Emerald and ruby
She played like a child plays at the beach on a summer day. So engrossed and focussed yet having fun in her own way. Her intense gaze set on the sandcastle that she was building; she seemed to put her entire being into the game. The castle was coming up great, surrounded with a fence made out of the precious gems that the waves brought along. This game of life was a lot of fun, probably the best among games!
This green made in heaven mul saree with oh-so-sweet tiny red frills is just too good to be true...yet it is!
Length: 5.5 meters ; Width: 47 inches
Blouse Piece: No
1. Hand wash separately in cold water and salt
2. Don't soak it in water for more than 5 minutes
3. Medium iron
Blouse: Su, The model is wearing a blouse called Hearty
Fabric: Mul Cotton
Disclaimer: The pictures are clicked in daylight. Color may vary slightly from the image due to the screen brightness.
Ruffles are the perfect addition to the incredibly soft and light made-in-heaven Mul fabric. The small pleats are skilfully done and is a time consuming process .These pretty ruffle sarees are an amazing addition to your wardrobe because they offer the perfect mix of elegance and spunk.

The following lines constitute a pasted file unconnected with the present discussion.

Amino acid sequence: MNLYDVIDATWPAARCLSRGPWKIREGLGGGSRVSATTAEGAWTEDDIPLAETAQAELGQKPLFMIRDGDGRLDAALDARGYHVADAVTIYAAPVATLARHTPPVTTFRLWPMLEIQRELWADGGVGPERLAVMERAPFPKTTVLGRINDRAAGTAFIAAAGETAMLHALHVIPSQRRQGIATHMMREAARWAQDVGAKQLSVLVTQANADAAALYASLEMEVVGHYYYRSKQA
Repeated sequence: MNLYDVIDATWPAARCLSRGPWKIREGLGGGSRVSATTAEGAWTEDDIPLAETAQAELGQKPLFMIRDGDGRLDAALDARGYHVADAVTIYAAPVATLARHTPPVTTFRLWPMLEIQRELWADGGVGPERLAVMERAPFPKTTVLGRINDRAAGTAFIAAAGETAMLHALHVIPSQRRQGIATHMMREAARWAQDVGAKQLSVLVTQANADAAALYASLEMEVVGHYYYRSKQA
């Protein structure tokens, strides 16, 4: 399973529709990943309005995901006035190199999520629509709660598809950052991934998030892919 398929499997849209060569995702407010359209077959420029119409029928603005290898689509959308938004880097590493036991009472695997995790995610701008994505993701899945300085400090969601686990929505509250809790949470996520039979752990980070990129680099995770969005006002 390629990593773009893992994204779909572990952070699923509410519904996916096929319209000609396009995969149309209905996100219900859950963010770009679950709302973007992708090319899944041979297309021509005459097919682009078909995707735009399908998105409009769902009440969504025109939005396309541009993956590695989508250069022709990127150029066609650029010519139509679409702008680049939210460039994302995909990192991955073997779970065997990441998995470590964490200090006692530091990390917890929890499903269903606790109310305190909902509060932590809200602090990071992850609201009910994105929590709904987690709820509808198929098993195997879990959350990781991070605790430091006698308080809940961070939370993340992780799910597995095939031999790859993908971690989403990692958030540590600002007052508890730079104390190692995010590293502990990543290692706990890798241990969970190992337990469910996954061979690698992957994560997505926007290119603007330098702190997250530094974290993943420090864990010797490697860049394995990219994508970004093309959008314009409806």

The mul cotton is what we call ‘made in heaven’ at Suta. Known in West Bengal as mul mul, the fabric is what can be categorised as muslin cotton. It is believed that this fine method of weaving cotton can be traced back to even before the Indus valley civilization. What makes this fabric special is the almost magical process of weaving it. Cotton fibres are separated and spun into strong threads. The lightest and the most delicate fibres are separated and are then spun into muslin thread. These are then woven into fabrics by skilled weavers. The history of muslin weaving is a beautiful chapter in the history of Indian textiles. The process of the yore was much more complex and involved many unique tools that look primitive but worked like magic. The upper jaw of a catfish was used to initially clean the cotton before spinning. To separate the lightest fibres, a Dhunkar (a bamboo bow) was used, which when strung in a distinctive way made the lighter fibres rise above the heavier ones. This process gave the title ‘woven air’ to the muslin fabric.